Little Orphan AAAAHHHHnnie
Children are either annoying, stupid, or evil. Well, according to horror movies anyway. Rarely do you find a normal, well-adjusted kid in a scary movie. They're usually captured due to their stupidity or lag behind, forcing older characters to put themselves in dangerous situations. Most of the time, I end up cheering for the villain just to shut the kids up. When they're not being annoying or stupid, they're pure evil. Sometimes it's a supernatural evil, be it through possession or perhaps the spawn of Satan. Other times, they're just nasty little shitheads that like hurting things. We've all had one of these kids in our class growing up. I remember having two boys named Ryan in my class and I would always refer to them as “Good Ryan” and “Bad Ryan”. It's this believability in the “killer child” genre that makes it so effective and so scary.
Orphan is a 2009 horror movie starring Vera Farmiga (Source Code, Up In the Air) as Kate Coleman and Peter Sarsgaard (Garden State, Jarhead) as her husband John. Their third child is stillborn which causes strain on Kate and John's marriage. Despite having a young son Daniel and a hearing-impaired younger daughter named Maxine (Aryana Engineer, Resident Evil: Retribution), Kate and John feel the need to fill the void of their deceased child by adopting. They visit an orphanage where John immediately takes to a smart and talented 9-year old Russian girl named Esther (Isabelle Fuhrman, The Hunger Games, After Earth). Sister Abigail (CCH Pounder, Warehouse 13, The Shield) tells Kate and John about Esther, including that her previous family was killed in a mysterious fire. Max immediately takes to Esther while Daniel remains standoffish. As Esther becomes more adjusted to living with the family, Kate begins to notice strange things about Esther, such as her advanced knowledge of things far beyond her age. At school, Esther is bullied by another girl and freaks out when the girl tries to remove the ribbon that she always wears around her neck. One day on the playground, Esther shoves the girl off a slide, breaking her ankle in the process. Esther claims it was an accident and while John believes her, Kate does not. Sister Abigail calls Kate and warns her that bad things tend to happen when Esther is around. When Sister Abigail pays them a visit, Esther shoves Max in front of her car, causing her to crash. She then brutally beats Sister Abigail to death with a hammer and forces Max to help her hide the body. Kate's suspicion grows, but John still does not believe that there is anything to worry about. Daniel learns of Sister Abigail's death and Esther confronts him in his tree house. She sets the tree house on fire and Daniel has to jump out, seriously injuring himself. Kate eventually discovers that Esther came from a place called the Saarne Institute, which is in Estonia, not Russia. It is revealed that the Saarne Institute is not an orphanage but a mental institution. Who is Esther really and will Kate be able to stop her before it is too late?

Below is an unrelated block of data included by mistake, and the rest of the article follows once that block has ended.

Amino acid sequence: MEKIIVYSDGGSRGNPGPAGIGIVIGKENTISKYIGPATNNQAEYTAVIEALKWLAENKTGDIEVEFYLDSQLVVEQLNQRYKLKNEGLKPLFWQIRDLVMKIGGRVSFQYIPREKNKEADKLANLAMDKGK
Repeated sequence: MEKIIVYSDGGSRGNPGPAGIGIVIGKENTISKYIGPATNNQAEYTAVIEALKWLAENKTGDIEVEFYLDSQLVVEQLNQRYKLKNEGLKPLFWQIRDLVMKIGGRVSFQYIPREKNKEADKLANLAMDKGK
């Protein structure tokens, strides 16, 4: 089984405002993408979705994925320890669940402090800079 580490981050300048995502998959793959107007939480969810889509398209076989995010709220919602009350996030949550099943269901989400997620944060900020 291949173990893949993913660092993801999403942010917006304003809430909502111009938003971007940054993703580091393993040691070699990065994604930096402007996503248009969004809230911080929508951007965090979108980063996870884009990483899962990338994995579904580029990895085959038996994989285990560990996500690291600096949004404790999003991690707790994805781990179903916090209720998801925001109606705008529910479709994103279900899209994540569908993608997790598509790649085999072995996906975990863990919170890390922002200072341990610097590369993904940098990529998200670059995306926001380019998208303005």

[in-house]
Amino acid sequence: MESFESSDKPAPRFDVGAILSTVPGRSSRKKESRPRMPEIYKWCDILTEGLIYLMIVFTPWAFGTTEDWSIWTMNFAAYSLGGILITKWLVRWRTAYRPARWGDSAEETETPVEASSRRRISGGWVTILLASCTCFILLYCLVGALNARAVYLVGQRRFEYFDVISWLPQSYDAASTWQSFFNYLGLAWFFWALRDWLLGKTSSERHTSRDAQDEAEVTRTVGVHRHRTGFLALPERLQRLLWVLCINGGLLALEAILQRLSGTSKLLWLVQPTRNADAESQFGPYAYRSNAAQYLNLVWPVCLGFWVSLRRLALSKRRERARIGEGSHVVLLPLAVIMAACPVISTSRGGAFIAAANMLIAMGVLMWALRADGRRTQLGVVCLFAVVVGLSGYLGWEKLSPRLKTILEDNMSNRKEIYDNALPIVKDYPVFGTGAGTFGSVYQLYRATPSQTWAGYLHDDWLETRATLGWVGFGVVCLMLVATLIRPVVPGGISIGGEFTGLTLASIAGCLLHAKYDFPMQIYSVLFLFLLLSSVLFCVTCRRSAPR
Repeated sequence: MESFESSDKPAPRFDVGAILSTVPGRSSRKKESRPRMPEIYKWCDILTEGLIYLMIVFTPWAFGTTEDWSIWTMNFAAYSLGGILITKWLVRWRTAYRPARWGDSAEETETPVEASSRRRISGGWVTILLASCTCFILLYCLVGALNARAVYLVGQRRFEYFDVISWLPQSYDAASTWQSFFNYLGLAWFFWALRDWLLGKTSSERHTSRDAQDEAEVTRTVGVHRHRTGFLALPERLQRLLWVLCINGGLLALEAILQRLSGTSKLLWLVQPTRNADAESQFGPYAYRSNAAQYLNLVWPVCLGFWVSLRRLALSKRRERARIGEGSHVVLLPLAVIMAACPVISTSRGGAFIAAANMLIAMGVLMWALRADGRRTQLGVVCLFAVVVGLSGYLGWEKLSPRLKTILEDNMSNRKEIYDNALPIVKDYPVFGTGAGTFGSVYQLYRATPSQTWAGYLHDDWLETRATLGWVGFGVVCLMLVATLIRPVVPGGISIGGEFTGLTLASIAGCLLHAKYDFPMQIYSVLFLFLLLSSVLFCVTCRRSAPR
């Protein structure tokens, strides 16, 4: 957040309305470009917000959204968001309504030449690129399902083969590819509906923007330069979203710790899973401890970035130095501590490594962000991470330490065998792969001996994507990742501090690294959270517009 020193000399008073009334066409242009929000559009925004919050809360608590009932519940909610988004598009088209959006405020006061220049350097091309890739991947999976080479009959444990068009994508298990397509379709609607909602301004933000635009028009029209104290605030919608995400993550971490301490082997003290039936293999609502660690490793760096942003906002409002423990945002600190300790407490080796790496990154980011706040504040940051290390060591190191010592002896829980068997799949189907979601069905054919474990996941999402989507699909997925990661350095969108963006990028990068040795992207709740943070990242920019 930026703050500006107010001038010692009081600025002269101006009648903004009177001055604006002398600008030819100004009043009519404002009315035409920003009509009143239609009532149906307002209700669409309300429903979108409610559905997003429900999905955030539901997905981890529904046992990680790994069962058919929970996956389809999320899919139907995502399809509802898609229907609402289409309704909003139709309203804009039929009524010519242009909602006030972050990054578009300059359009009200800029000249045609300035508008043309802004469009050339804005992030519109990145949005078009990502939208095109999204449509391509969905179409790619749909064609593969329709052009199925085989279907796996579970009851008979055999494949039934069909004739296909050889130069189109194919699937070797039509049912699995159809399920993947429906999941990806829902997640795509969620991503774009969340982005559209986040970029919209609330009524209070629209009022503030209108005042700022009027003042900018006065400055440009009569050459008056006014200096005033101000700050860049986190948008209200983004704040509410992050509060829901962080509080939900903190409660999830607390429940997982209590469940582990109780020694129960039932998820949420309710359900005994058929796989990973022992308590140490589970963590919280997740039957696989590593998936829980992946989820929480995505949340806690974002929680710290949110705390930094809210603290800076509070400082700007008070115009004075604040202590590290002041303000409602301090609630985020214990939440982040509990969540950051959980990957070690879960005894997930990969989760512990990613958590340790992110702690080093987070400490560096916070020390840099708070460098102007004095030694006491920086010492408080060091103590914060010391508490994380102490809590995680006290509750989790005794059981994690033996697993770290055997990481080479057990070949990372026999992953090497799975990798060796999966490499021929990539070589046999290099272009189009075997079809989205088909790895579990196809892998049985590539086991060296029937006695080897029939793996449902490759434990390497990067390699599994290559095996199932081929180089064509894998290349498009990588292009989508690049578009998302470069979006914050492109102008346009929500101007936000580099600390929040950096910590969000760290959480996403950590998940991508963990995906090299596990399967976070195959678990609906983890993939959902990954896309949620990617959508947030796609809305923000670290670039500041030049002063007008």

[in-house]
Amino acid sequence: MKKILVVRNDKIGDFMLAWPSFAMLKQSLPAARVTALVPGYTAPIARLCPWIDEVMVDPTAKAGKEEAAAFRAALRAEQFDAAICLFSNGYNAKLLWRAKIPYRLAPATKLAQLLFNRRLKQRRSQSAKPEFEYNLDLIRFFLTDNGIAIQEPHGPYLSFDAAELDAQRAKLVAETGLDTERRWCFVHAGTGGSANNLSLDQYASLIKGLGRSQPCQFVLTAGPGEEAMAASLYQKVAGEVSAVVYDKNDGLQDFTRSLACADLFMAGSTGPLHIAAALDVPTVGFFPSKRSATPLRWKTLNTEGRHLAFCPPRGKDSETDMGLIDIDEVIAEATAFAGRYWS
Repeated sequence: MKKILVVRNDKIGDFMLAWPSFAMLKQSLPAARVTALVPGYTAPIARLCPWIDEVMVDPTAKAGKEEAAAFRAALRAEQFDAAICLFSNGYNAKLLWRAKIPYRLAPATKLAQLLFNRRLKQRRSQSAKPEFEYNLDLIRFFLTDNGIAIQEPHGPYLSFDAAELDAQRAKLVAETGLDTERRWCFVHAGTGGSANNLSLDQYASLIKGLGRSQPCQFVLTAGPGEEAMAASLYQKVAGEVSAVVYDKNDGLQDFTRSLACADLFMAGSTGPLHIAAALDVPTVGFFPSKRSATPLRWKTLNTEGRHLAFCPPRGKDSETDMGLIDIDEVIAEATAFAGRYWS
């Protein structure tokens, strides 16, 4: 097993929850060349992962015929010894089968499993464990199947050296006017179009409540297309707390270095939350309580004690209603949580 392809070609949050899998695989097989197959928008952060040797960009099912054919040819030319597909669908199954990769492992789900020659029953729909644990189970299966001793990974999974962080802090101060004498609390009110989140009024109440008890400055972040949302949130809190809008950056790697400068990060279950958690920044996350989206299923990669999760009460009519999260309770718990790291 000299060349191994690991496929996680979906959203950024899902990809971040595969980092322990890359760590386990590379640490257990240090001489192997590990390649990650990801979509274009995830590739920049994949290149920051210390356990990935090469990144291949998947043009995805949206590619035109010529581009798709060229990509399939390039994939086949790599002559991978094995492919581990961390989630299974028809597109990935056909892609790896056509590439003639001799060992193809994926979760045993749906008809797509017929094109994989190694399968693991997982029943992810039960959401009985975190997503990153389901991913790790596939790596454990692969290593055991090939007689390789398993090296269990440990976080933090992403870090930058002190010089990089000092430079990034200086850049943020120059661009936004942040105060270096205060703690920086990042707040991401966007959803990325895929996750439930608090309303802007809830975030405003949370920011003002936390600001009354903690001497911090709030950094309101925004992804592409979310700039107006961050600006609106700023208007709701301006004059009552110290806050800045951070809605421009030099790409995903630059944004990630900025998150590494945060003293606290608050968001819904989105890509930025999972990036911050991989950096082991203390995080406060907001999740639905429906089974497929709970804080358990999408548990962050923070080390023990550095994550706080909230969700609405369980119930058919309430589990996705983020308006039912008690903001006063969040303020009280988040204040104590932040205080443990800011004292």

She's going to stick her hand in warm water, isn't she? Monster!